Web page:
The Hakkas churned through the deep snow that in places was above my front bumper, directing snow beneath, around and over the car. As I was returning home, one of my neighbours couldn’t believe his eyes. He saw a disturbance in the snow down the road and was shocked to see a VW Golf arrive at the end of his driveway. Picture the Tasmanian Devil but with snow flying around it and you’ll probably be close.
All this is to say that the studded tires worked well in deep snow, and that isn’t even their primary benefit. The upside to having metal studs embedded in the tread of your tires is to have them dig into hard, icy surfaces when you need that traction to effectively go, turn, and most importantly, stop. If studless tires have an Achilles’ heel, it’s traction on ice.
So if studded tires are so great, why aren’t we all driving on them?
The first thing you need to do is check your local laws regarding studded tire use. Some jurisdictions don’t allow them at all (southern Ontario), while others restrict their use to just the winter months (Manitoba and most others). Beyond that, it’s a matter of trade-offs.
The main downside to studded tires is noise. If much of your winter driving time is spent on dry or wet pavement, the increasing and decreasing hum of the tires can quickly get old. And that’s the case in Winnipeg, where significant snowfalls are followed by relatively prompt snow clearing operations and frigid temperatures. I would say frozen pavement is the most common driving surface in our city.
Other locales that experience regular precipitation near the freezing mark, or are more hilly, would benefit more from studded tires.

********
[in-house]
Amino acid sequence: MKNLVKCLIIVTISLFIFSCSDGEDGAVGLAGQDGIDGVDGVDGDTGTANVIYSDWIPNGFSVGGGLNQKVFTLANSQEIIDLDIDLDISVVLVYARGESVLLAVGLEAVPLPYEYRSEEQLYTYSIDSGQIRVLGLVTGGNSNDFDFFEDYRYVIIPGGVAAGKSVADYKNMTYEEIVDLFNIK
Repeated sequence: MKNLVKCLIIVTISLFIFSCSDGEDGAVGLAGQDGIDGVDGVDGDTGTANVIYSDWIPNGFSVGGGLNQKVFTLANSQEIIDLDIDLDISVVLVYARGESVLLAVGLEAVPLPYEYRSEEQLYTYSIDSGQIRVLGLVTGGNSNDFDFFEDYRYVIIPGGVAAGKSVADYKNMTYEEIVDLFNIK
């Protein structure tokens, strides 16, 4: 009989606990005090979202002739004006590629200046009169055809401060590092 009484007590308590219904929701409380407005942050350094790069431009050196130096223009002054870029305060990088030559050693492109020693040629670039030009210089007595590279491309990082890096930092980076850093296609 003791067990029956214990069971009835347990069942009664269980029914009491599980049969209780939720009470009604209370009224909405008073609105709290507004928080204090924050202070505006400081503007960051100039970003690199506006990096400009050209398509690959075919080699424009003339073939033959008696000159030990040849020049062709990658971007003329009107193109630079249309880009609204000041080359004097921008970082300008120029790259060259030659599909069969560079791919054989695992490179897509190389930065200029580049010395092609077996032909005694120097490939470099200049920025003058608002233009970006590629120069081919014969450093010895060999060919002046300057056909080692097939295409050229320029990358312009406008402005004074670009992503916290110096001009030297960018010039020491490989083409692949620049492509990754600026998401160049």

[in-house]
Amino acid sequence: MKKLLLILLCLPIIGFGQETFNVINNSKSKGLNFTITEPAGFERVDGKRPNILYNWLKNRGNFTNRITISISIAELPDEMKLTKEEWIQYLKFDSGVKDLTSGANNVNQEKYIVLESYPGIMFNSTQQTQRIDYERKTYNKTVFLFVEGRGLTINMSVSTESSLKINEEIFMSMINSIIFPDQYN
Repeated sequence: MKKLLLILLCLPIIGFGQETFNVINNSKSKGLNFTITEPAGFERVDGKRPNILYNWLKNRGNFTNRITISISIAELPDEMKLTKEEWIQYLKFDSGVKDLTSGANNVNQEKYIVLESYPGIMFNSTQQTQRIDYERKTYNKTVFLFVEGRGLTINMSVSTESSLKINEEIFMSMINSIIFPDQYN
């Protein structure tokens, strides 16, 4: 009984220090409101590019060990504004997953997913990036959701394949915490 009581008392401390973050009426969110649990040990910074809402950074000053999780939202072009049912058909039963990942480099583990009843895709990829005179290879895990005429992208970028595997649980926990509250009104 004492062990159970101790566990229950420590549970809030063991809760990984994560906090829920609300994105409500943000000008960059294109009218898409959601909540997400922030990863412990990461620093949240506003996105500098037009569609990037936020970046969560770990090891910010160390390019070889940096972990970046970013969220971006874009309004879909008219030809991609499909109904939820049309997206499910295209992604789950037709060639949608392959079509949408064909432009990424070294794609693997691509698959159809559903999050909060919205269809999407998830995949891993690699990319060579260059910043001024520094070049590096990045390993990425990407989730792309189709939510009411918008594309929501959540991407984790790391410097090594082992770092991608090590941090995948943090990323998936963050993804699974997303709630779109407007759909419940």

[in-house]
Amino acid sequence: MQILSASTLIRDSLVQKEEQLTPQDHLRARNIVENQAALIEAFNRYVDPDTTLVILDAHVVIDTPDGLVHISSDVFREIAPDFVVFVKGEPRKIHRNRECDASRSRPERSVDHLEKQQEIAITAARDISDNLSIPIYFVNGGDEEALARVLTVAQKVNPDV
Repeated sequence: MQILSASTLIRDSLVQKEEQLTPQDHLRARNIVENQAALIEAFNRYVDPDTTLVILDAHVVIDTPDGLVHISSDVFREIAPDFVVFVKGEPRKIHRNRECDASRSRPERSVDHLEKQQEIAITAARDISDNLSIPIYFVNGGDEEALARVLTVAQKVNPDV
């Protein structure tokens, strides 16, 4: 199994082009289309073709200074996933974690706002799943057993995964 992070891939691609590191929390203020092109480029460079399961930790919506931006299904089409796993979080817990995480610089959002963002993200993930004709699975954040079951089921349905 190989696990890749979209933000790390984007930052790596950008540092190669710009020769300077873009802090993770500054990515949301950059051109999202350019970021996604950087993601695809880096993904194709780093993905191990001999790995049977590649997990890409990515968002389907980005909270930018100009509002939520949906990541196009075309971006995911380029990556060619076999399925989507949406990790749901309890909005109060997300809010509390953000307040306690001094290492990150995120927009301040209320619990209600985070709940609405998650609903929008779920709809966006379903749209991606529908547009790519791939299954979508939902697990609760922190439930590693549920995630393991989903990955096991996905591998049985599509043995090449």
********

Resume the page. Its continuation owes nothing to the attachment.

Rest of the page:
The other downside to donning studded tires on your vehicle is the potential restriction on entering city parking structures. Many such facilities have protective membranes that can be damaged by metal tire studs. So, if you see a sign that prohibits studded tires at a parking garage, that’s why.
The more common type of winter tire, at least in the Canadian market, is studless, and for good reason. A greater variety, and therefore better availability, of studless tires allow customers more choice when shopping, to find tires that best suit their needs.
The studless Nokians performed admirably on the front-drive Golf Wagon through the winter. Providing a sure footing in deep snow and reassuring grip under different winter braking conditions mean that all-wheel drive is not a must in our climate. In fact, if I had to choose between all-wheel drive and winter tires, I’ll take the latter any day.
Because as fun as it is to make a jackrabbit start in the snow with all-wheel drive, what really matters is traction and control in emergency situations, which pretty much never require quick acceleration. What matters, rather, is making the most of available traction when trying to turn and stop. And all-wheel drive isn’t a lick of good in those situations if the traction isn’t there.
As for studded versus studless: for our driving conditions, I’ll go studless and get 90 percent of the benefits and none of the drawbacks.Studded or studless?